The penitentials advised the confessor to inquire into the sinner's state of mind and social condition. The priest was told to ask if the sinner before him was rich or poor; educated; ill; young or old; to ask if he or she had sinned voluntarily or involuntarily, and so forth. The spiritual and mental state of the sinner--as well as his or her social status was fundamental to the process. Moreover, some penitentials instructed the priest to ascertain the sinner's sincerity by observing posture and tone of voice.
Penitentials were soon compiled with the authorization of bishops concerned with enforcing uniform disciplinary standards within a given district.
The Penitential of Cummean counseled a priest to take into consideration in imposing a penance, the penitent's strengths and weaknesses. Those who could not fast were obliged instead to recite daily a certain number of psalms, to give alms, or perform some other penitential exercise as determined by the confessor.
Some penances could be commuted through payments or substitutions. While the sanctions in early penitentials, such as that of Gildas, were primarily acts of mortification or in some cases excommunication, the inclusion of fines in later compilations derive from secular law, and indicate a church becoming assimilated into the larger society. The connection with the principles embodied in law codes, which were largely composed of schedules of wergeld or compensation, are evident. "Recidivism was always possible, and the commutation of sentence by payment of cash perpetuated the notion that salvation could be bought".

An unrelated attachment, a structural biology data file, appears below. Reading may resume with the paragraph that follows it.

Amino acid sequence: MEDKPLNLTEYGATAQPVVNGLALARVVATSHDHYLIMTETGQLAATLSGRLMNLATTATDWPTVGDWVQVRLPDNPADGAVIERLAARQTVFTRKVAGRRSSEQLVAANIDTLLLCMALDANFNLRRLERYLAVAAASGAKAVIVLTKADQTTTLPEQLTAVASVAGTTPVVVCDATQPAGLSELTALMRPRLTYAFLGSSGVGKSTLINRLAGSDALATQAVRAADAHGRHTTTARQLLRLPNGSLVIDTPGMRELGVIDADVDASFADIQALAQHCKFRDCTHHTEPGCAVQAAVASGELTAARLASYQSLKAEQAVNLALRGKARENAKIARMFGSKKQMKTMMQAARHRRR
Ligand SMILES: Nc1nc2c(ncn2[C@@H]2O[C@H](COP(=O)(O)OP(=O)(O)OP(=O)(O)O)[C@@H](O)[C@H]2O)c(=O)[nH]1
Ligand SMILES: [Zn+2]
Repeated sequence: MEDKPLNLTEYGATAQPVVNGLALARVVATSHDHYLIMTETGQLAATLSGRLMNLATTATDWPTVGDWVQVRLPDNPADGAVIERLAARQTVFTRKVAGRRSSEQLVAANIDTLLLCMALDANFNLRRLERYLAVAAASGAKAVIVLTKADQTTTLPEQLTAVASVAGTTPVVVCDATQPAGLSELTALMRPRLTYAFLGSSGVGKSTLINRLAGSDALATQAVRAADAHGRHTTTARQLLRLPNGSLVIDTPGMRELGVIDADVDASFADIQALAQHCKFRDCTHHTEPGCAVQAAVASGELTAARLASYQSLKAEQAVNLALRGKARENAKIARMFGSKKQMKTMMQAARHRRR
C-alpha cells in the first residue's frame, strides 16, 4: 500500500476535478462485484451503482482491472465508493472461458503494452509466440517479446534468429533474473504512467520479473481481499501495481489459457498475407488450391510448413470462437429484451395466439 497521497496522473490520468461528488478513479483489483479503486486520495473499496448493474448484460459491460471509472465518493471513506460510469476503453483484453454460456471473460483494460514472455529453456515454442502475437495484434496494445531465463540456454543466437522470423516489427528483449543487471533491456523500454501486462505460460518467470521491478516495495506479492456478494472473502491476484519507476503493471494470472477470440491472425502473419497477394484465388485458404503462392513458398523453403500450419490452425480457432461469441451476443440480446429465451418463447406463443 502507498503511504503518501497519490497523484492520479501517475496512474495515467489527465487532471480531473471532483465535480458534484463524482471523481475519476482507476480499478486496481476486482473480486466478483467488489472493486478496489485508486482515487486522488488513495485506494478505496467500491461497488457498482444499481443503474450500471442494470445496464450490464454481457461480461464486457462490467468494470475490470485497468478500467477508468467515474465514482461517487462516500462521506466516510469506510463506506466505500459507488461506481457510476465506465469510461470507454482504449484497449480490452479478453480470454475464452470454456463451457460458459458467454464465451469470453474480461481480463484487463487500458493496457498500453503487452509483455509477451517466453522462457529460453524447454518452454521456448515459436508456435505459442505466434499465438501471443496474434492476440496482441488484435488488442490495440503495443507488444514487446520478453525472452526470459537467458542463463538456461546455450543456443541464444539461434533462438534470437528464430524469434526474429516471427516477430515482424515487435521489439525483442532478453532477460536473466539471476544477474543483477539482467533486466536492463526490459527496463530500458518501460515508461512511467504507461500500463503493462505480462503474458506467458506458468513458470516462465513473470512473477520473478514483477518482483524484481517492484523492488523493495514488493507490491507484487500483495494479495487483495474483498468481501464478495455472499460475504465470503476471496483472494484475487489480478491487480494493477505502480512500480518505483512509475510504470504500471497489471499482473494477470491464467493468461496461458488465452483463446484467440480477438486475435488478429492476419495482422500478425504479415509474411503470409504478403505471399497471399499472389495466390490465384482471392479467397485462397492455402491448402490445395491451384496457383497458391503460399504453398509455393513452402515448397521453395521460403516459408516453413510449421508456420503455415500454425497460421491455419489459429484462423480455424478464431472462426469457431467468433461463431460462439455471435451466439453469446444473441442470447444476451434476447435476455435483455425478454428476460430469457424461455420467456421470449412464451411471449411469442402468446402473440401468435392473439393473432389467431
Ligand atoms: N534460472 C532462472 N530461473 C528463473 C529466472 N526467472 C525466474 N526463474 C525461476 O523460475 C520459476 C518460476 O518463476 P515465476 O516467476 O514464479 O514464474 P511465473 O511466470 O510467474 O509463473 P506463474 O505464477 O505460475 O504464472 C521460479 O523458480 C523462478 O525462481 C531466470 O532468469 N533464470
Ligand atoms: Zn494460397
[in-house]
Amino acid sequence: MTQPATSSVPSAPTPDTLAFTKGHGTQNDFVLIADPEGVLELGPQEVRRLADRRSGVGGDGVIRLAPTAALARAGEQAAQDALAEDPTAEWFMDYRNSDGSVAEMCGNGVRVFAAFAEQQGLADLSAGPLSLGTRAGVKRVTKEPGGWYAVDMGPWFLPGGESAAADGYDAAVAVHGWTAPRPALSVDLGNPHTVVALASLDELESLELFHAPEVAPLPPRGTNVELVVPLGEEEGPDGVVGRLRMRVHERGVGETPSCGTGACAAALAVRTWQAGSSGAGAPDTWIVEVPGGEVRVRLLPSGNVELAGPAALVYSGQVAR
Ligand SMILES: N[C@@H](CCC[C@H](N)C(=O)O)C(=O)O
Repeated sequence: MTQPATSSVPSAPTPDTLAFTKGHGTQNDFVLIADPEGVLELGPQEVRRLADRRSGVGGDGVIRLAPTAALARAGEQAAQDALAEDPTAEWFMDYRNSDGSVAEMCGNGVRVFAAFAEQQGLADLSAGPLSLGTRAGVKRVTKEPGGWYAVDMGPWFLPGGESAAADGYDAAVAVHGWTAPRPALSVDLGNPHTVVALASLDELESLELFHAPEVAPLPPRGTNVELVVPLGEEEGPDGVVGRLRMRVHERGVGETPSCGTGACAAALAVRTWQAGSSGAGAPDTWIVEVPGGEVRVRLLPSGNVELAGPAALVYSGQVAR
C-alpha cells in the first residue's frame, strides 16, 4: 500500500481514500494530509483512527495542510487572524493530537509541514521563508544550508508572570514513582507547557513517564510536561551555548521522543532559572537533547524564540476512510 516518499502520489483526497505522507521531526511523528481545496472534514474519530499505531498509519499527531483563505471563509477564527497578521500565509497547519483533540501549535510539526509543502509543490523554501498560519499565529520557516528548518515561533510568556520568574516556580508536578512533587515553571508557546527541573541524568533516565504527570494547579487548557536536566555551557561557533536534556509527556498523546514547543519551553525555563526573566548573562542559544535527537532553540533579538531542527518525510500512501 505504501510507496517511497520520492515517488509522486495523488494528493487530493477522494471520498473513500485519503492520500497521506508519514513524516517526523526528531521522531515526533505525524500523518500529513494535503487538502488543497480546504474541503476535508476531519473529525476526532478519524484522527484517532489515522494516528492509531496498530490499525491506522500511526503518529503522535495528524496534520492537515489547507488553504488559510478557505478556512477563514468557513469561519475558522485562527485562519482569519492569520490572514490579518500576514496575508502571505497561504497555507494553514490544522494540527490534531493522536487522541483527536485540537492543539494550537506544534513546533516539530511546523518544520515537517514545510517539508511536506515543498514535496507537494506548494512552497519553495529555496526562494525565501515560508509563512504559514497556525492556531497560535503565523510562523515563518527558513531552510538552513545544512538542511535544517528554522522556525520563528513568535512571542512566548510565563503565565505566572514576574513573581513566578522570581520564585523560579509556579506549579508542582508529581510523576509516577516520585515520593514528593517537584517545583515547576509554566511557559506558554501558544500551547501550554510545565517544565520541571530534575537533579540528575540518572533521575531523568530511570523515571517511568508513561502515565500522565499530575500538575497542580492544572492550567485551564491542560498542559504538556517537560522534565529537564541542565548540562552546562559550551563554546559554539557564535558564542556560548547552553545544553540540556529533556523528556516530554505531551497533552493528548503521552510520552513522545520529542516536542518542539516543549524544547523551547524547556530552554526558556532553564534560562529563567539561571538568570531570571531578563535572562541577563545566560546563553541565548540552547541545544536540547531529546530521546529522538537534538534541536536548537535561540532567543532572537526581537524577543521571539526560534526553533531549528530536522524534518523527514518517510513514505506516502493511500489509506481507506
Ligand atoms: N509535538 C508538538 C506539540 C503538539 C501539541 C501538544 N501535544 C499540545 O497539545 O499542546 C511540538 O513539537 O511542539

Commutations and the intersection of ecclesiastical penance with secular law both differed from locality to locality. Nor were commutations restricted to financial payments: extreme fasts and recitation of large numbers of psalms could also commute penances; the system of commutation did not reinforce commonplace connections between poverty and sinfulness, even though it favored people of means and education over those without such advantages. But the idea that whole communities, from top to bottom, richest to poorest, submitted to the same form of ecclesiastical discipline is itself misleading. For example, meat was a rarity in the diet of the poor, with or without the imposition of ecclesiastical fasts. In addition, the system of public penance was not replaced by private penance; the penitentials themselves refer to public penitential ceremonies.
The Council of Paris of 829 condemned the penitentials and ordered all of them to be burnt. In practice, a penitential remained one of the few books that a country priest might have possessed. Some argue that the last penitential was composed by Alain de Lille, in 1180. The objections of the Council of Paris concerned penitentials of uncertain authorship or origin. Penitentials continued to be written, edited, adapted, and, in England, translated into the vernacular. They served an important role in the education of priests as well as in the disciplinary and devotional practices of the laity. Penitentials did not go out of existence in the late twelfth century. Robert of Flamborough wrote his Liber Poenitentialis in 1208.